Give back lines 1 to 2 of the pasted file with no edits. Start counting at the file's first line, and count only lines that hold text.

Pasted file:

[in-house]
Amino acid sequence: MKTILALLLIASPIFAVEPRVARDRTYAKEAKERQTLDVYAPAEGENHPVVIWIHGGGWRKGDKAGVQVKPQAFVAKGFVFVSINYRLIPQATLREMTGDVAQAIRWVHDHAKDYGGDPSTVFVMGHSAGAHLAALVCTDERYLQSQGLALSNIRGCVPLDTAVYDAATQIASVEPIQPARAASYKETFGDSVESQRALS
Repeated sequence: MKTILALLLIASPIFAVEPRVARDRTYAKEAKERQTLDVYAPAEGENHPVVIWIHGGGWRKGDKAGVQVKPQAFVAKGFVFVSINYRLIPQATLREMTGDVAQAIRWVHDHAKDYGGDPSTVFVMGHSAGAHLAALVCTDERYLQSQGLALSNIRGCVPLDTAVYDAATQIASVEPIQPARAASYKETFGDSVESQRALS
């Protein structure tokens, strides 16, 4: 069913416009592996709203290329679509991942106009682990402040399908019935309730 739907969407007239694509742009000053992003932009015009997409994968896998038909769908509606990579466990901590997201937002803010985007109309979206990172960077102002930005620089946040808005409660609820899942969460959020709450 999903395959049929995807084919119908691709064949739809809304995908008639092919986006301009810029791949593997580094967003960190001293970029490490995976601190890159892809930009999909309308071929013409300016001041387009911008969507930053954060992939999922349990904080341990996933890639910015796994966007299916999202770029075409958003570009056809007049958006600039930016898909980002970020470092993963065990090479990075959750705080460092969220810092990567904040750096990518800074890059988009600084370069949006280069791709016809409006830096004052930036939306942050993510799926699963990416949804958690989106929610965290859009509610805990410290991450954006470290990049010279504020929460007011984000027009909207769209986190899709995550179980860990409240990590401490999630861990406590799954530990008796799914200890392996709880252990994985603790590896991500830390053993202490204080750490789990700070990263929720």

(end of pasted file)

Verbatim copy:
[in-house]
Amino acid sequence: MKTILALLLIASPIFAVEPRVARDRTYAKEAKERQTLDVYAPAEGENHPVVIWIHGGGWRKGDKAGVQVKPQAFVAKGFVFVSINYRLIPQATLREMTGDVAQAIRWVHDHAKDYGGDPSTVFVMGHSAGAHLAALVCTDERYLQSQGLALSNIRGCVPLDTAVYDAATQIASVEPIQPARAASYKETFGDSVESQRALS